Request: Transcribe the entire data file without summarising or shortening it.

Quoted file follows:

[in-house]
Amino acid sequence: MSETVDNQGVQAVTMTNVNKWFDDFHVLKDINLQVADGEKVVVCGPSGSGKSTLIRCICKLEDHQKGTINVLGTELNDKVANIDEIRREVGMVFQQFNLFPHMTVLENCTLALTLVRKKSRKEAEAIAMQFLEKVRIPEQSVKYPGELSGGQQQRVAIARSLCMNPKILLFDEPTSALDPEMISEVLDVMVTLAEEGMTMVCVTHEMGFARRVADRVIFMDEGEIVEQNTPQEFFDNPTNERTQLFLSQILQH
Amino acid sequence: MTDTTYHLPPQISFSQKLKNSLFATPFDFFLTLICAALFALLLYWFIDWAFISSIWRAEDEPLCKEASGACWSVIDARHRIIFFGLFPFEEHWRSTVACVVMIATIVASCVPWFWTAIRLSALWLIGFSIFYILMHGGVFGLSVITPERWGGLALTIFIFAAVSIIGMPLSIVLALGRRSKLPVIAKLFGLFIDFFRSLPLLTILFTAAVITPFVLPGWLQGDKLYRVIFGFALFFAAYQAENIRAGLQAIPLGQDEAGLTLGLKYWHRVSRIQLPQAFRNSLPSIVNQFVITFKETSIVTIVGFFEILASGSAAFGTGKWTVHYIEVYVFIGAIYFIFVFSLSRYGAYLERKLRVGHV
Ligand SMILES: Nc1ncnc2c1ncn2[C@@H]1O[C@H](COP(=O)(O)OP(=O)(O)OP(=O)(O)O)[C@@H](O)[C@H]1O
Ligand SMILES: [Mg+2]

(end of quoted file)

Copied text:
[in-house]
Amino acid sequence: MSETVDNQGVQAVTMTNVNKWFDDFHVLKDINLQVADGEKVVVCGPSGSGKSTLIRCICKLEDHQKGTINVLGTELNDKVANIDEIRREVGMVFQQFNLFPHMTVLENCTLALTLVRKKSRKEAEAIAMQFLEKVRIPEQSVKYPGELSGGQQQRVAIARSLCMNPKILLFDEPTSALDPEMISEVLDVMVTLAEEGMTMVCVTHEMGFARRVADRVIFMDEGEIVEQNTPQEFFDNPTNERTQLFLSQILQH
Amino acid sequence: MTDTTYHLPPQISFSQKLKNSLFATPFDFFLTLICAALFALLLYWFIDWAFISSIWRAEDEPLCKEASGACWSVIDARHRIIFFGLFPFEEHWRSTVACVVMIATIVASCVPWFWTAIRLSALWLIGFSIFYILMHGGVFGLSVITPERWGGLALTIFIFAAVSIIGMPLSIVLALGRRSKLPVIAKLFGLFIDFFRSLPLLTILFTAAVITPFVLPGWLQGDKLYRVIFGFALFFAAYQAENIRAGLQAIPLGQDEAGLTLGLKYWHRVSRIQLPQAFRNSLPSIVNQFVITFKETSIVTIVGFFEILASGSAAFGTGKWTVHYIEVYVFIGAIYFIFVFSLSRYGAYLERKLRVGHV
Ligand SMILES: Nc1ncnc2c1ncn2[C@@H]1O[C@H](COP(=O)(O)OP(=O)(O)OP(=O)(O)O)[C@@H](O)[C@H]1O
Ligand SMILES: [Mg+2]